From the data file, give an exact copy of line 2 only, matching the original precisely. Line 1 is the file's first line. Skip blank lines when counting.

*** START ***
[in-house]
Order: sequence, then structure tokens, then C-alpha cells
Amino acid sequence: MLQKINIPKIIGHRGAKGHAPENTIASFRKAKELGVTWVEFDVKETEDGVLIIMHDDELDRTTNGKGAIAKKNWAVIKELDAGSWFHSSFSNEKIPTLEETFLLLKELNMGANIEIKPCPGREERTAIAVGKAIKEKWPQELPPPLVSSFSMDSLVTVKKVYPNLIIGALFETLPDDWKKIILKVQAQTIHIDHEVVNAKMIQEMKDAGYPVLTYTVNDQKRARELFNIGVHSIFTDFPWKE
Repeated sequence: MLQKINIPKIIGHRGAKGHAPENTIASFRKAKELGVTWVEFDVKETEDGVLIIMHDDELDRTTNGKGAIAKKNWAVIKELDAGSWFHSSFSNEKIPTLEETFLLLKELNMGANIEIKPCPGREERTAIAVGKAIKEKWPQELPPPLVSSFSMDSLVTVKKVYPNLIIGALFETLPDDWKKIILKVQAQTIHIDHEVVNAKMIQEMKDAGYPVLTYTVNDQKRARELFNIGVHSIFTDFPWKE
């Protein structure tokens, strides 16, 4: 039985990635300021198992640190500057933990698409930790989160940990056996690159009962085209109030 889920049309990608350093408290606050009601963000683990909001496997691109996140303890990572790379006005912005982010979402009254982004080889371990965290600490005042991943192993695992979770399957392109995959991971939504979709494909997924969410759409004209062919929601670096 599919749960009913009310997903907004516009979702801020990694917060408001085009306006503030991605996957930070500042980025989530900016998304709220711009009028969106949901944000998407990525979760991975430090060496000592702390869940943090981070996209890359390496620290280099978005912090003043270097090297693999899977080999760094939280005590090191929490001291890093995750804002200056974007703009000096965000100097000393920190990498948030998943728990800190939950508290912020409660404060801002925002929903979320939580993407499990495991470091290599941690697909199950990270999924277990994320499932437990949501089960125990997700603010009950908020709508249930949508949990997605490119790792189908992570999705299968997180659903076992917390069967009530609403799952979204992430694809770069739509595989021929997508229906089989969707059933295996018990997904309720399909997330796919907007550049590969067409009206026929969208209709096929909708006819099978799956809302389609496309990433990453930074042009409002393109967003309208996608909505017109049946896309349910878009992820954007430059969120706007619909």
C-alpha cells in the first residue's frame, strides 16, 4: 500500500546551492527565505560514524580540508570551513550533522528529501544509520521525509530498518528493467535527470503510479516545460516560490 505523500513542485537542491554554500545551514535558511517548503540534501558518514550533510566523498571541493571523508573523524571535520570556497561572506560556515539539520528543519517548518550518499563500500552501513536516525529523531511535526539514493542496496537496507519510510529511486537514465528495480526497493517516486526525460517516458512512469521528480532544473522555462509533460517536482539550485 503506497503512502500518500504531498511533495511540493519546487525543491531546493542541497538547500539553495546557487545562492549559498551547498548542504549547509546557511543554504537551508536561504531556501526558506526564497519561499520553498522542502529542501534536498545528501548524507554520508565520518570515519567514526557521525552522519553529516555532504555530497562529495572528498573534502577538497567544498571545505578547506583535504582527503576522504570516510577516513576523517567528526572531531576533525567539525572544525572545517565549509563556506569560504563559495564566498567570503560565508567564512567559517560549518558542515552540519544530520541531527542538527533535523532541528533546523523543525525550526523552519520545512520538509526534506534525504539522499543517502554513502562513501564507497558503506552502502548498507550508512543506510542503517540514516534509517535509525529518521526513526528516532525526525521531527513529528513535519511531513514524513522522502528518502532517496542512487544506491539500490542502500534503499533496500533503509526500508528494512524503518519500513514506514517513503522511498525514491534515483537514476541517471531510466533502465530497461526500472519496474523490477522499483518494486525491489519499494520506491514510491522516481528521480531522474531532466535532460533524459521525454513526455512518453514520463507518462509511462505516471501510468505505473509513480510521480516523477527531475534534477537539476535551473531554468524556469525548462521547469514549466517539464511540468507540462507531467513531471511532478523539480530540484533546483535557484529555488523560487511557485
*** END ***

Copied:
Order: sequence, then structure tokens, then C-alpha cells